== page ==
Real-life Hijacking Drama
The story of Captain Richard Phillips, who was taken hostage off his cargo ship by Somali pirates in 2009, is just far enough removed for it to have mostly faded from public consciousness. But if there’s anyone who can bring it roaring back to the surface, it’s Tom Hanks and director Paul Greengrass in Captain Phillips.
Hanks plays Phillips, who had the thankless job of piloting a ship transporting goods from the Arabian peninsula to the east coast of Africa, an area of the world notorious for being full of pirates looking to hijack boats just like his. Although Phillips and his crew knew the risks, they continued for a variety of reasons, including pressure from their parent company, Maersk.
Even though you know it’s all leading up to a hostage situation, the film does a highly effective job of keeping the suspense ratcheted up throughout.
The film takes us every step of the way, from Phillips’ receiving warnings of pirates in the area to white-knuckle chase scenes involving the ship and Somali speedboats to the struggle between the pirates and the crew for control over the ship. Even though you know it’s all leading up to Phillips’ being taken hostage, the film does a highly effective job of keeping the suspense ratcheted up throughout.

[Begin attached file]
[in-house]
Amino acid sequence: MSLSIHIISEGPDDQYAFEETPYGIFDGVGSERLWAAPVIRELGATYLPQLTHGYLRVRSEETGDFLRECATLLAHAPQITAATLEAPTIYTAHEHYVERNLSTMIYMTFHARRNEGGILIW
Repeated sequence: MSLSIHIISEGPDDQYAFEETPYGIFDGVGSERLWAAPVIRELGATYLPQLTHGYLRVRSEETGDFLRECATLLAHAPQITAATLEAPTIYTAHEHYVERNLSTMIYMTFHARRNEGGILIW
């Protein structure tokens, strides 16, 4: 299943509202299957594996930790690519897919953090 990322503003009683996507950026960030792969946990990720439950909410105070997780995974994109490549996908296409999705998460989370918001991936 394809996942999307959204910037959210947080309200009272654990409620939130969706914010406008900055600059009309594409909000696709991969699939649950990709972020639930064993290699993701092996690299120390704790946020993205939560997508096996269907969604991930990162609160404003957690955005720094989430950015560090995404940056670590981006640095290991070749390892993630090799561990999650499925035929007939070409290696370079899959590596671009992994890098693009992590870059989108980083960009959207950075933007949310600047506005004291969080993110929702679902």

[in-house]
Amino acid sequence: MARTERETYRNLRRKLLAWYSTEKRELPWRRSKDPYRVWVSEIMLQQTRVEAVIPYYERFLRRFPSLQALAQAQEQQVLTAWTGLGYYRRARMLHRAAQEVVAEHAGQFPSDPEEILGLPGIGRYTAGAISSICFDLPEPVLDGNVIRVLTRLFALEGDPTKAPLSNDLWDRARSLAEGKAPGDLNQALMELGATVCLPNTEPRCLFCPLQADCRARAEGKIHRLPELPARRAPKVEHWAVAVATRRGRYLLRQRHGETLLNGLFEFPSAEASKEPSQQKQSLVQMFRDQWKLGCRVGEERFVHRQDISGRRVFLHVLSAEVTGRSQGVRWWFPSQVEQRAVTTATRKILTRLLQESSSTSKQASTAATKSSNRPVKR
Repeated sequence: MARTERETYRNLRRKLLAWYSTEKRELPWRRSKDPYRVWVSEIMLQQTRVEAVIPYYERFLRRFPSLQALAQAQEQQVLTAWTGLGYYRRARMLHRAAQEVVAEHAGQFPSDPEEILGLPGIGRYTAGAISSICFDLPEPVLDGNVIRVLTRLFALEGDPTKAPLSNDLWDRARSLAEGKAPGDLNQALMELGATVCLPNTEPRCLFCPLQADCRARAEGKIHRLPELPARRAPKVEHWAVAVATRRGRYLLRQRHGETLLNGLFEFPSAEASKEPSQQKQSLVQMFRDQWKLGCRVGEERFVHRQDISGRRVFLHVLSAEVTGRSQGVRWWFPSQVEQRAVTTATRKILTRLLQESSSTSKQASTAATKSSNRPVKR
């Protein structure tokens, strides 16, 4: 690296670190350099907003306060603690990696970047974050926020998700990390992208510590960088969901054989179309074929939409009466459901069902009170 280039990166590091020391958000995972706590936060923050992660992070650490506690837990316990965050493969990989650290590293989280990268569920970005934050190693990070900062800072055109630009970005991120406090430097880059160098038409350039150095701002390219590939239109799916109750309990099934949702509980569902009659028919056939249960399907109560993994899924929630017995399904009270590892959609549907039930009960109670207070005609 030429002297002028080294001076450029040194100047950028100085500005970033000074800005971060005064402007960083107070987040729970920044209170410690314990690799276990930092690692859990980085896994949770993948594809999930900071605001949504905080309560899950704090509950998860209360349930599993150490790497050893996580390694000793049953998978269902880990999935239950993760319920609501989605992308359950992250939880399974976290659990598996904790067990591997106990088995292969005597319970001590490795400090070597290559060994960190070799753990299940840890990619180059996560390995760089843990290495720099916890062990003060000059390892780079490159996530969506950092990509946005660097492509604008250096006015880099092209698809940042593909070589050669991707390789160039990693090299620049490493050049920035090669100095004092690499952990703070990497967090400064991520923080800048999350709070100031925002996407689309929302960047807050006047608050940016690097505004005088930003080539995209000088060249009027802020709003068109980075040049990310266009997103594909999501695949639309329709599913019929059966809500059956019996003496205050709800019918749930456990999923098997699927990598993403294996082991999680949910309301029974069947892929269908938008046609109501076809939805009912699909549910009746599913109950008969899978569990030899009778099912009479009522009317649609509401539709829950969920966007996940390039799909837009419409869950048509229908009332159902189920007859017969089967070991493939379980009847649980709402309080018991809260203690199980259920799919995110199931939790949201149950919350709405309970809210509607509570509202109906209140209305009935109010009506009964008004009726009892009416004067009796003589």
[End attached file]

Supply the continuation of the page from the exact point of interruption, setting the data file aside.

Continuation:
Greengrass, whose cinema verité style has served him well in the Bourne films and United 93, brings a similar aesthetic to this film. He and screenwriter Billy Ray put the audience right there with both the ship’s crew and the Somalis who want to take the ship, and the result is a story that’s often so realistic you might be holding your hands in the air right along with the crew.
The film’s treatment of the hijackers is both laudable and frustrating. Greengrass and Ray want to show that the Somalis are not necessarily evil people, just ones driven to commit crimes such as this due to conditions in their homeland. The characters are given plenty of opportunities to talk about their background, but in so doing, the film is extended at least 20 minutes longer than it needs to be.
This also does no favors to the untrained Somali-American actors hired to portray the hijackers. For much of the film they do a fantastic job of being menacing, desperate or even sympathetic. But the script embellishes their screen time to the point that they become repetitive — and therefore less effective.
The one exception is Barkhad Abdi, who plays the leader, Muse. His slightly protruding eyes, misshapen jawline and ever-changing demeanor make him a great fit for the role.
The other standout, of course, is Hanks. Adopting a New England accent and Van Dyke beard, he makes Phillips relatable yet authoritative, scared but never terrified. It’s been 12 years since Hanks was nominated for an Oscar and 18 years since he’s won one. He stands a great chance at doing both with this role. Hanks all but earns the award with his performance in the final 15 minutes, emoting in a way that makes you feel he actually lived through the hijacking nightmare.
Captain Phillips doesn’t maintain its momentum all the way through its running time, but it has enough memorable moments and stellar acting from Hanks to put it on the list of great fall films in 2013, a ledger that’s looking like it will be a long one.